Outdoor lifestyle brand Timberland has teamed up with non-profit Impact Farming and Haiti-based Smallholder Farmers Alliance (SFA) to explore the possibility of reintroducing cotton as an export crop in the Caribbean island.
The trifecta on Tuesday announced the launch of a feasibility study, which will investigate whether Haiti can become active in the global textile supply chain, particularly for organic cotton or participation in the Better Cotton Initiative.
Cotton, once the fourth largest agricultural export from Haiti, all but disappeared in the early ’90s after decades of natural disasters, rampant deforestation and trade embargoes.
Timberland and SFA started a sustainable agroforesty model on the island in 2010, which helped Haitian smallholder farmers to plant five million trees in five years.
“Our program with Timberland was so successful that we saw the potential to replicate the model in Haiti and other developing countries, and scale it to cotton, rubber or other textiles and resources,” Hugh Locke, SFA co-founder, said. “This feasibility study is the first step in potentially changing the dynamics of international development and sourcing. It is a true testament to the impact that collaboration, creativity and long-term thinking can have on the future of a country like Haiti.”
As part of this study, SFA is working with Université Quisqueya to explore the establishment of a new research center that will study cotton growing best practices, undertake field studies and link with universities and research facilities in other countries engaged in similar work.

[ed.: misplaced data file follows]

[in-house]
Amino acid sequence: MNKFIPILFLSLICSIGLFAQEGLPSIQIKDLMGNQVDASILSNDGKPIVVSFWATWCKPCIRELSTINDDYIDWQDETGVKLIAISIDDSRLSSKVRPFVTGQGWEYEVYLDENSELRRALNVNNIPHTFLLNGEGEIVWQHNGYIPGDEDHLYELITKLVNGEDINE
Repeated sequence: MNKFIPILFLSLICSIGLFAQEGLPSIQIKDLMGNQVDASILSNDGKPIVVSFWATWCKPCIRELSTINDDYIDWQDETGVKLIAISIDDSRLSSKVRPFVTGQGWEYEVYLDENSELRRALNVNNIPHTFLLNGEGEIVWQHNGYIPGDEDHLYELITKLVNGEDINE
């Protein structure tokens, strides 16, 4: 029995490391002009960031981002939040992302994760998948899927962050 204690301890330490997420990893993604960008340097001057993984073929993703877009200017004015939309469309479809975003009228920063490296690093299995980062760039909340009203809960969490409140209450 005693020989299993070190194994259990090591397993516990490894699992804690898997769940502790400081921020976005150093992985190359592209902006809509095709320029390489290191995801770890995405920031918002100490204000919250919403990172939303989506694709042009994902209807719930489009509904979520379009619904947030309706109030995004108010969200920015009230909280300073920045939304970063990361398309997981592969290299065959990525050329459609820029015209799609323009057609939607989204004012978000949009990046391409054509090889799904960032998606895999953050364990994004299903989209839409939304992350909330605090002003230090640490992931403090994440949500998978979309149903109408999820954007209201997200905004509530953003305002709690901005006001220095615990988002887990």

“Our partnership with the SFA has already resulted in significant benefits for smallholder farmers in Haiti,” Colleen Vien, sustainability director for Timberland, said. “We’re eager to see the results of the study and potentially become a customer of the farmers we have been working with for years. If successful, this is another great opportunity to bring a part of our supply chain full circle.”
The study is being undertaken with a clear understanding that the following challenges need to be addressed:
• Can dryland, rain-fed cultivation of cotton produce the desired results
• What are the guidelines for growing it in rotation with basic food crops
• What is the cost-benefit analysis of organic certification and/or participation in in the Better Cotton Initiative
• What are the best approaches to protecting against pests and viruses, particularly within the framework of organic cultivation
• Where is the best source of starter seed that is going to work well in Haiti and result in the desired fiber length, noting that no genetically modified seed will be considered
• What will be the investment required to support the training of smallholders in cotton growing, as well as the infrastructure needed to support the export of raw cotton
• How can smallholder women farmers have a unique role in the supply chain for cotton, including the possibility of women-owned businesses to remove the seeds from cotton fiber